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Probabilistic Models are regularly applied in Genetic Regulatory Network modeling to capture the stochastic behavior observed in the generation of biological entities such as mRNAs or proteins. Several approaches including Stochastic Master Equation (SME) and Probabilistic Boolean Network (PBN) have been proposed to model the stochastic behavior in genetic regulatory networks. It is generally accepted that SME is a fundamental model that can describe the system being investigated in fine detail, but the application of this model is computationally enormously expensive. On the other hand, PBN captures only the coarse-scale stochastic properties of the system. We propose a new approximation of the SME model that is able to capture the finer details of the modeled system including bi-stabilities and oscillatory behavior, and yet has a significantly lower computational complexity. We represent the system using tensors and apply Zassenhaus formula to approximate the exponential of a sum of matrices as a product of matrices. Simulation results of the new method on four different biological benchmark systems illustrate performance comparable to detailed SME models but with considerably lower computational complexity. The results also demonstrate the reduced complexity of the new approach as compared to commonly used Stochastic Simulation Algorithm for equivalent accuracy.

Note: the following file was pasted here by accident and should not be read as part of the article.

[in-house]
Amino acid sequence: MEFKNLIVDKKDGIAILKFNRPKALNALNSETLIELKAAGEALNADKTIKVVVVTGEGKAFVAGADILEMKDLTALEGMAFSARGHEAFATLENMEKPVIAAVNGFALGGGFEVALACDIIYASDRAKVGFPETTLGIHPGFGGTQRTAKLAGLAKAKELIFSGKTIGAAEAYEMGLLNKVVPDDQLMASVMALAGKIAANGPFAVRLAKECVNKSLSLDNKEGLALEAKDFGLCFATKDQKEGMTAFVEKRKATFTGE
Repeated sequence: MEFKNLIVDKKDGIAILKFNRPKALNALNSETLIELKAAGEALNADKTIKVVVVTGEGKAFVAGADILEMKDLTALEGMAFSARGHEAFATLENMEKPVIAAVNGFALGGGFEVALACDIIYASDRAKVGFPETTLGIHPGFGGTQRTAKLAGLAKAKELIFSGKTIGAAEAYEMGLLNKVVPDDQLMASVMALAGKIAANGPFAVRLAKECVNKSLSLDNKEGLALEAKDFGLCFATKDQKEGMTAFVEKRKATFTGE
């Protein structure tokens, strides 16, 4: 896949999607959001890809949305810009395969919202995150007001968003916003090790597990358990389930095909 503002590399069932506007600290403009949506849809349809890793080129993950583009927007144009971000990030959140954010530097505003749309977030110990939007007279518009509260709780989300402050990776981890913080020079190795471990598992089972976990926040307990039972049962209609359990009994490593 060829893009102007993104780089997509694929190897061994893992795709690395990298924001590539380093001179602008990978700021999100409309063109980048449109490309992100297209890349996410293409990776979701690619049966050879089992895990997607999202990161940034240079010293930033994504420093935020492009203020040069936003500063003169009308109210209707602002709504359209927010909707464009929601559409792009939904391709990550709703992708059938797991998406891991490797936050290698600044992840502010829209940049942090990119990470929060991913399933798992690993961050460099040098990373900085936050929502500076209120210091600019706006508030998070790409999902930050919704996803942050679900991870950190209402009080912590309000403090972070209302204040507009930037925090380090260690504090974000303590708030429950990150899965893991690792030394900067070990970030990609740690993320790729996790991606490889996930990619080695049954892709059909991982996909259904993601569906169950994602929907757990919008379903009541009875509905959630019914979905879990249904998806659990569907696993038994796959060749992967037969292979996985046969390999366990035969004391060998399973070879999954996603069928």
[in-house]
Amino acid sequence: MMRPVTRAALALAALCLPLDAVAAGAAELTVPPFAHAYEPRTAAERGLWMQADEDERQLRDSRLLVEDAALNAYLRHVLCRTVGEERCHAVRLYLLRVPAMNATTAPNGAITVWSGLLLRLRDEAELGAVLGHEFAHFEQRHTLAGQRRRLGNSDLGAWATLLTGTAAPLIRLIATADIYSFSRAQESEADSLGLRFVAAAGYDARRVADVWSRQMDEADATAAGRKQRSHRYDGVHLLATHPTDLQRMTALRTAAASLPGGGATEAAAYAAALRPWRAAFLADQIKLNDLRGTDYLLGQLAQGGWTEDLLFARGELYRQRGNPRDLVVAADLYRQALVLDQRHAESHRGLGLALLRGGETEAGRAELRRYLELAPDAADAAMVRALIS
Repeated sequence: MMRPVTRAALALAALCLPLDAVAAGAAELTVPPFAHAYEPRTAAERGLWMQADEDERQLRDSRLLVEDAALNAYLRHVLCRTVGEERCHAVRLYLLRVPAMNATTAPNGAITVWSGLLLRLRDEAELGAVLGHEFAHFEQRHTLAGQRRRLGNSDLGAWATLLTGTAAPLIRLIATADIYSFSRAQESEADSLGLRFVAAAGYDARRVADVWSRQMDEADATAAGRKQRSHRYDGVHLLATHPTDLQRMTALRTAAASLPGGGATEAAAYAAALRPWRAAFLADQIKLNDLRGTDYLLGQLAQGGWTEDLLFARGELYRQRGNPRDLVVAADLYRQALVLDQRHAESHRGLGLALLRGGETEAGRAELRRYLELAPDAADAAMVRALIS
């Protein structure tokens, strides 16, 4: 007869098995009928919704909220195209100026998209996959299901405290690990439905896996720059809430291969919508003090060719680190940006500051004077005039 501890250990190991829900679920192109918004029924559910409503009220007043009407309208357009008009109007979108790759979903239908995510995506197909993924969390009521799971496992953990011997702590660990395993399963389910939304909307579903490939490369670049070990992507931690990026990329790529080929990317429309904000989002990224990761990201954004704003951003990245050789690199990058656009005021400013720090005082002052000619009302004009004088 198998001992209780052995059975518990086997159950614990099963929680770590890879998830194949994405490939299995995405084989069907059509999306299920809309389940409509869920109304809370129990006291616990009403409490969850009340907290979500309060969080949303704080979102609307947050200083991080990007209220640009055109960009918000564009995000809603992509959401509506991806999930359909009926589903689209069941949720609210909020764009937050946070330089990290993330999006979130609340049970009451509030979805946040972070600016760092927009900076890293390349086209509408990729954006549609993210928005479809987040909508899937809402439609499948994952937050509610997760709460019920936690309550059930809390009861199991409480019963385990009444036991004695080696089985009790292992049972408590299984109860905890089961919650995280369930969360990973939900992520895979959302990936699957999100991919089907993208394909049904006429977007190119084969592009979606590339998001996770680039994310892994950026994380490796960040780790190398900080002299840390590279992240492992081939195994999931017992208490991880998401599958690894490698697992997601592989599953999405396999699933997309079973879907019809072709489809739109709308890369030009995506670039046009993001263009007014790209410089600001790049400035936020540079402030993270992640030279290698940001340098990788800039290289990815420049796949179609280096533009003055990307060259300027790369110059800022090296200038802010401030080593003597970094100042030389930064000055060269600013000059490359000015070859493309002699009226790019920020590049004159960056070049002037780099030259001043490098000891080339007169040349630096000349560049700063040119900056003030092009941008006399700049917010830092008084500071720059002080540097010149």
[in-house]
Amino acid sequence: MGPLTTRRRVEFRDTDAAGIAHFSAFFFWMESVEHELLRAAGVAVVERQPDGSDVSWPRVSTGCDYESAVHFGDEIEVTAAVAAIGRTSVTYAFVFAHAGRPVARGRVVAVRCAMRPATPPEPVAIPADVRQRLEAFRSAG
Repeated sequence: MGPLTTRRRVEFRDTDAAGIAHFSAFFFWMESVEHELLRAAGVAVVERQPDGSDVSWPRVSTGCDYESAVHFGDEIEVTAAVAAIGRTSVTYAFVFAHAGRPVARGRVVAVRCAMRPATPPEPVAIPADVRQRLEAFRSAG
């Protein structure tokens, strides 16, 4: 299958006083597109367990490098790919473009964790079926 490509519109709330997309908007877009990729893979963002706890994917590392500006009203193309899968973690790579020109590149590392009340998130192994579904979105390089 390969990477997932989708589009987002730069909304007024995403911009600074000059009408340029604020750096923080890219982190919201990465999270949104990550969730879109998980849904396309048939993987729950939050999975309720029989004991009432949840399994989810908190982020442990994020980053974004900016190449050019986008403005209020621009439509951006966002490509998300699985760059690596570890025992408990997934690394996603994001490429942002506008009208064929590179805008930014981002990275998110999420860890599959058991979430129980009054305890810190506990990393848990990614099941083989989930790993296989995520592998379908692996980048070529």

Nonlinear approximation, Computing Methodologies, Simulation, Modeling, and Visualization, Types of Simulation, Discrete event, Mathematics of Computing, Numerical Analysis, Approximation

R. Pal and M. U. Caglar, "Stochastic Model Simulation Using Kronecker Product Analysis and Zassenhaus Formula Approximation," in IEEE/ACM Transactions on Computational Biology and Bioinformatics.
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